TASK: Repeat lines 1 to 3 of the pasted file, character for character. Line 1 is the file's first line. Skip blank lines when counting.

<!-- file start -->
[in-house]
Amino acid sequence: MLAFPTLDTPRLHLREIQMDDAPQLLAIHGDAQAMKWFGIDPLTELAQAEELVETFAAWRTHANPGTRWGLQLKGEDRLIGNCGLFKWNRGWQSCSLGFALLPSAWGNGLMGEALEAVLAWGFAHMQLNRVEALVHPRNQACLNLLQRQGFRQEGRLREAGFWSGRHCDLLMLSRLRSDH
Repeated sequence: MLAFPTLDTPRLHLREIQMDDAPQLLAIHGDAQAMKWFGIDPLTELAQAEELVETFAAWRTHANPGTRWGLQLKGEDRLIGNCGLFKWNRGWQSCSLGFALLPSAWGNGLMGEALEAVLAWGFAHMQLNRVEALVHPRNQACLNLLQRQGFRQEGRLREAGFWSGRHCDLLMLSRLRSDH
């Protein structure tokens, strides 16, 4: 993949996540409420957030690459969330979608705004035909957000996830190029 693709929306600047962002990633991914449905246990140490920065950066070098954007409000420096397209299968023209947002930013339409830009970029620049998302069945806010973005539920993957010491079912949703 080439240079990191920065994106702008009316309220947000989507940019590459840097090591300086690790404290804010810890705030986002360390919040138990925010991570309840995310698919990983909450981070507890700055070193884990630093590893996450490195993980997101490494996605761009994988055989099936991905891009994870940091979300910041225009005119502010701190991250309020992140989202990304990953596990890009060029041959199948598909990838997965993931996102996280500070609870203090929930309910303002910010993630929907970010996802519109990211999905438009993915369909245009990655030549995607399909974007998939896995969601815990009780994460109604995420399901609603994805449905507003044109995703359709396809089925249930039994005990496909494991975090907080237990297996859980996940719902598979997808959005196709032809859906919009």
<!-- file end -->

[in-house]
Amino acid sequence: MLAFPTLDTPRLHLREIQMDDAPQLLAIHGDAQAMKWFGIDPLTELAQAEELVETFAAWRTHANPGTRWGLQLKGEDRLIGNCGLFKWNRGWQSCSLGFALLPSAWGNGLMGEALEAVLAWGFAHMQLNRVEALVHPRNQACLNLLQRQGFRQEGRLREAGFWSGRHCDLLMLSRLRSDH
Repeated sequence: MLAFPTLDTPRLHLREIQMDDAPQLLAIHGDAQAMKWFGIDPLTELAQAEELVETFAAWRTHANPGTRWGLQLKGEDRLIGNCGLFKWNRGWQSCSLGFALLPSAWGNGLMGEALEAVLAWGFAHMQLNRVEALVHPRNQACLNLLQRQGFRQEGRLREAGFWSGRHCDLLMLSRLRSDH